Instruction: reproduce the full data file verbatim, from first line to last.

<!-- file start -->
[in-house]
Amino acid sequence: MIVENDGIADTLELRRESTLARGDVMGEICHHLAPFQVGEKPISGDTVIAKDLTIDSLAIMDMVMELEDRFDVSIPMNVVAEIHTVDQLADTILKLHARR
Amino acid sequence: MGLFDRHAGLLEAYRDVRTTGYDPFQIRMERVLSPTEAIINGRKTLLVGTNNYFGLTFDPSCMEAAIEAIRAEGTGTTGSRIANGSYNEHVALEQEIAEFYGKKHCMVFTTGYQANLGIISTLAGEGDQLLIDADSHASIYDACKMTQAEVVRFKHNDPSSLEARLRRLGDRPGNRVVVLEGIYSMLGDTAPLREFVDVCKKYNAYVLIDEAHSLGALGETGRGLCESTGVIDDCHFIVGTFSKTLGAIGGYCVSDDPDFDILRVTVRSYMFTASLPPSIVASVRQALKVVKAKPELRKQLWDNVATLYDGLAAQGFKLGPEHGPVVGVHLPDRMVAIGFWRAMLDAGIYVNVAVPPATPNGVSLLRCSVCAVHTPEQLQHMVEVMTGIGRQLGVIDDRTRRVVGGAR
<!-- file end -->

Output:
[in-house]
Amino acid sequence: MIVENDGIADTLELRRESTLARGDVMGEICHHLAPFQVGEKPISGDTVIAKDLTIDSLAIMDMVMELEDRFDVSIPMNVVAEIHTVDQLADTILKLHARR
Amino acid sequence: MGLFDRHAGLLEAYRDVRTTGYDPFQIRMERVLSPTEAIINGRKTLLVGTNNYFGLTFDPSCMEAAIEAIRAEGTGTTGSRIANGSYNEHVALEQEIAEFYGKKHCMVFTTGYQANLGIISTLAGEGDQLLIDADSHASIYDACKMTQAEVVRFKHNDPSSLEARLRRLGDRPGNRVVVLEGIYSMLGDTAPLREFVDVCKKYNAYVLIDEAHSLGALGETGRGLCESTGVIDDCHFIVGTFSKTLGAIGGYCVSDDPDFDILRVTVRSYMFTASLPPSIVASVRQALKVVKAKPELRKQLWDNVATLYDGLAAQGFKLGPEHGPVVGVHLPDRMVAIGFWRAMLDAGIYVNVAVPPATPNGVSLLRCSVCAVHTPEQLQHMVEVMTGIGRQLGVIDDRTRRVVGGAR